It is ridiculous but it happens every day. “There goes another vicious pit bull attacking an innocent dog or cat!” What happens after a pit bull attacks another dog in the neighborhood or at the local dog park? It is like we suddenly own wild animals that have no right to exist. Our friendly neighbor suddenly stops talking to us and no longer lets her children come around our dog. The person we used to walk our dog with is no longer available because she fears for her pet. The two men down the street no longer come and pet our dog when we walk by their homes or rush into the house if they have their dogs with them. People ask for a ban. We did not change and our dog is the same as always but this is the result of one mistake, caused by someone who obviously did not care about the rest of us. It is a sad situation to be in.
This breed doesn't need any more accidents, we can't afford them. We are in this situation thank to those who failed their own dogs. When a whole breed suffers because of someone's action it is our business as well. No doubt on that.
Vet bills aren't cheap, emotions can be overwhelming, the guilt stays, so why to risk it? It isn't fair that only one breed is targeted when dogs of other breeds have killed or attacked other dogs. Today, a dog behaving like a dog has become a sin. Fair or not that is how the situation is and every pit bull owner needs to understand it.
The point of socialization is for a dog to have positive experiences with other dogs. When people take their dogs, perhaps puppies, to a park and something happens, they are responsible for the consequences. A young dog that is attacked for no reason won't be so willing to be friendly the next time it meets an unknown dog. An experience like that is a bad start and can often lead to problems in the future. There are no guarantees on what can happen at a dog park because dog parks are often full of different dogs with different personalities and tolerance levels. Even an easy going adult dog can change its approach after an attack. It is hard enough for a dog of this breed to tolerate other dogs and it is a big mistake to contribute to bad experiences. Dogs should always rely on us to defend them--the trust factor is important. We are responsible for protecting our dogs from harm. A dog that has no choice but to defend itself loses its trust in the owner and knows that in the future it needs to take care of itself. It then becomes fearful of other dogs and not so willing to behave like a well-balanced dog that was socialized in the appropriate way.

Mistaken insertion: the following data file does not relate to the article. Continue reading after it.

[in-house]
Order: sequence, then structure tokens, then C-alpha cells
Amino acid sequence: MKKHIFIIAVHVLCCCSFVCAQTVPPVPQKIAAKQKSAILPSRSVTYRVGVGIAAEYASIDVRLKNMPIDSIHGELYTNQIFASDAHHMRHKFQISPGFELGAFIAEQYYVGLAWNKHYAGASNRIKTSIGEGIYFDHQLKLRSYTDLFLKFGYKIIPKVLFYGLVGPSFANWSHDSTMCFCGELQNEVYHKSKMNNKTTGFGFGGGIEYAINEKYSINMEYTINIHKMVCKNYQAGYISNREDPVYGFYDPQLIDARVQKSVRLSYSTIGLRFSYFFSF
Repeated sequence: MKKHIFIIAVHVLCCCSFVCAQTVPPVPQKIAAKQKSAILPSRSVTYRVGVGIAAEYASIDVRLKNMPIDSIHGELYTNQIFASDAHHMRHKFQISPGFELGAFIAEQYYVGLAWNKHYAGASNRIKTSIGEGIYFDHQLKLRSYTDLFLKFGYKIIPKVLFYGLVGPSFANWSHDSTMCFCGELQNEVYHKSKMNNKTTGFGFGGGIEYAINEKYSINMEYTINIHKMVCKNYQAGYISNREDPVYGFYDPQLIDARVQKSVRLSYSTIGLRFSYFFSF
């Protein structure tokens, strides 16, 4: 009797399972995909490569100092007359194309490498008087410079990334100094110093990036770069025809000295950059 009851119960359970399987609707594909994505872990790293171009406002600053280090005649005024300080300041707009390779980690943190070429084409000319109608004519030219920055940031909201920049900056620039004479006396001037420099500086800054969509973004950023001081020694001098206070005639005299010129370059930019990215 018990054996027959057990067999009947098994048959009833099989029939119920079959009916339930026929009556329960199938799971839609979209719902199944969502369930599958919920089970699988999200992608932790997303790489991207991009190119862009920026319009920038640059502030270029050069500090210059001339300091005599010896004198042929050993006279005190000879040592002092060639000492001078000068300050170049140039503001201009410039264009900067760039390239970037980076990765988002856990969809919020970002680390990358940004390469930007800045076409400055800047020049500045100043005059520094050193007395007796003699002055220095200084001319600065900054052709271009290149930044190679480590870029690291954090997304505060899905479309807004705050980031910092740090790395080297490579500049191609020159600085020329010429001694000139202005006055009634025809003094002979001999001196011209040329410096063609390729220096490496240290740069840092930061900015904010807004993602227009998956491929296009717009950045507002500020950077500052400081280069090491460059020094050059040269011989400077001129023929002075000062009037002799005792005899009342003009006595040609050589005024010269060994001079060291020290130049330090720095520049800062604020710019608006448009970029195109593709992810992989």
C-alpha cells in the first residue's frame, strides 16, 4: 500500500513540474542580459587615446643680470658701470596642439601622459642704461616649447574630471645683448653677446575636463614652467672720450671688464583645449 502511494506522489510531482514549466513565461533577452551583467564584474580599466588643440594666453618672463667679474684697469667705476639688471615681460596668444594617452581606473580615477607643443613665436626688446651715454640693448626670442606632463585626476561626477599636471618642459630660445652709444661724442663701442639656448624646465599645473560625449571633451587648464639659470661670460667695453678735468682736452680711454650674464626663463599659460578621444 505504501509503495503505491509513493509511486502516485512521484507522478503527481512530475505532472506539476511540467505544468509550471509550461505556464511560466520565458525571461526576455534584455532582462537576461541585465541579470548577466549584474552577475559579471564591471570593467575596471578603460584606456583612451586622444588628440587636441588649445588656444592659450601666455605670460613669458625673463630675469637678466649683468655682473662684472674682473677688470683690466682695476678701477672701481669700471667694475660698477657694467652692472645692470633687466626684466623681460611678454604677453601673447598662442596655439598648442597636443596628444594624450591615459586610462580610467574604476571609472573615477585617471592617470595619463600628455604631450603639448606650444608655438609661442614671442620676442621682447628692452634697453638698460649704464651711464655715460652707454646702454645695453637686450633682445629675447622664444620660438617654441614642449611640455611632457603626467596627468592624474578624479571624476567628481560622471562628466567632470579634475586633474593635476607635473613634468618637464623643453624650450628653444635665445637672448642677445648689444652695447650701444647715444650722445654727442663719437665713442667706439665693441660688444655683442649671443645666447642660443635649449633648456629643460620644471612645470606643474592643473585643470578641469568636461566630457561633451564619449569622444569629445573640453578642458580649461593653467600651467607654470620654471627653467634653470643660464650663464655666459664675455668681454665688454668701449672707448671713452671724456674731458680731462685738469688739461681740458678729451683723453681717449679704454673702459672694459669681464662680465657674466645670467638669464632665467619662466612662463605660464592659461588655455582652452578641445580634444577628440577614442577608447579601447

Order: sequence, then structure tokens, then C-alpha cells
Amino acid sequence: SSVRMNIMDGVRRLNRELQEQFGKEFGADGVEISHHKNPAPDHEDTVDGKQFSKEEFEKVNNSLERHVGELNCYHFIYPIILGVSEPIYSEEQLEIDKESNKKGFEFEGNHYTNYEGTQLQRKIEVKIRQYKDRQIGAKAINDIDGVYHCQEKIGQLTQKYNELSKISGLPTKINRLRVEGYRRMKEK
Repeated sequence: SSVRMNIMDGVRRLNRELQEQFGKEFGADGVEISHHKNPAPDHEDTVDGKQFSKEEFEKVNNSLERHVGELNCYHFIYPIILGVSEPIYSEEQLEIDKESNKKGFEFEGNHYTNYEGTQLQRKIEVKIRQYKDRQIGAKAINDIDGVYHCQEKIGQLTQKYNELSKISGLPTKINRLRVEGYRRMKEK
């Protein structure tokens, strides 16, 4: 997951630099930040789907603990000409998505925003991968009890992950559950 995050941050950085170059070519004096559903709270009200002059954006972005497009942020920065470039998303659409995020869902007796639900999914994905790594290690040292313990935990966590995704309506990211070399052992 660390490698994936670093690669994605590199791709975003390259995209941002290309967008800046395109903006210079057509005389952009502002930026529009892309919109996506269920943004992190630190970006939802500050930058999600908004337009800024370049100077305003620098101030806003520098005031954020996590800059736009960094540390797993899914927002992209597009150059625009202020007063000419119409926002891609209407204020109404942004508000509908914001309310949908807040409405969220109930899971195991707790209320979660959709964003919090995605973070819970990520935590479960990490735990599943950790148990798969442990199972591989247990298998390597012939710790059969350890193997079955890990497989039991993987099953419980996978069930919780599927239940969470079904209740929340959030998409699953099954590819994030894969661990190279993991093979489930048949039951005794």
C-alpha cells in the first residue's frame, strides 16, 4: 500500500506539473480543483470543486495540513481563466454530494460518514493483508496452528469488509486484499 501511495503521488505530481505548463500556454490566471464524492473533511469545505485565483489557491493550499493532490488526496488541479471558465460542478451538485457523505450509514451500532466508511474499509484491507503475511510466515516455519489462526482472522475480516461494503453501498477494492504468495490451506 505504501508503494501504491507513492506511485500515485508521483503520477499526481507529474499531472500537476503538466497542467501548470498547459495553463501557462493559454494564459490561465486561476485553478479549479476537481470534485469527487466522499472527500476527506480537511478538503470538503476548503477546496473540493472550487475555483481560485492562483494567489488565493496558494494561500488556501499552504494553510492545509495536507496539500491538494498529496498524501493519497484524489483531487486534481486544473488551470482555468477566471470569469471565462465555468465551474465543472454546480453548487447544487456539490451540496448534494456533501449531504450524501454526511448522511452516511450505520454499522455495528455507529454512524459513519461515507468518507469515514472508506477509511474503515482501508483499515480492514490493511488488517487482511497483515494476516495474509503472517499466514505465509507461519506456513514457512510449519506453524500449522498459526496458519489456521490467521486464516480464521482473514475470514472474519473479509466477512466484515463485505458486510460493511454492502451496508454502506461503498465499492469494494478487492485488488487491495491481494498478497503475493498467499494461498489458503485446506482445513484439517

How can we socialize around other dogs then? Good question. Socialization is a must but it has to be done with common sense and in a controlled environment. Perhaps a friend has a mellow dog of the opposite sex and he/she is willing to let the dogs play together. Both owners should know that there is the possibility of a scrap and will intervene immediately and with the appropriate tools/techniques. Both owners will watch their dogs closely and never leave them unsupervised.
Every pit bull owner should have a breaking stick available, even when on a walk, hidden somewhere. It is a quick and effective way to break a hold.
What is a breaking stick and why it is an important tool to have:
Some information on how to break up a fight:
Obedience classes are an option too. In obedience classes, the dogs are leashed and can learn to control themselves in the presence of other dogs. It is not necessary for a pit bull to be dog friendly, but it is necessary for us to help them learn to control natural behaviors. Dogs that are exposed to this kind of environment can learn to behave with some time and work.
The local feedstore/petstore is another way to socialize our dogs, because they are another place where dogs are leashed. It’s important to remember that it doesn’t mean we don't need to pay attention to the surroundings. Respect the comfort level of your dog and move away from other dogs if necessary. Face to face interactions can quickly end badly, even when both dogs are leashed.
Those who are still convinced that a pit bull belongs to a dog park would benefit from reading these links. Their dogs and all of us will benefit as well.Please, don't set your dog up for failure.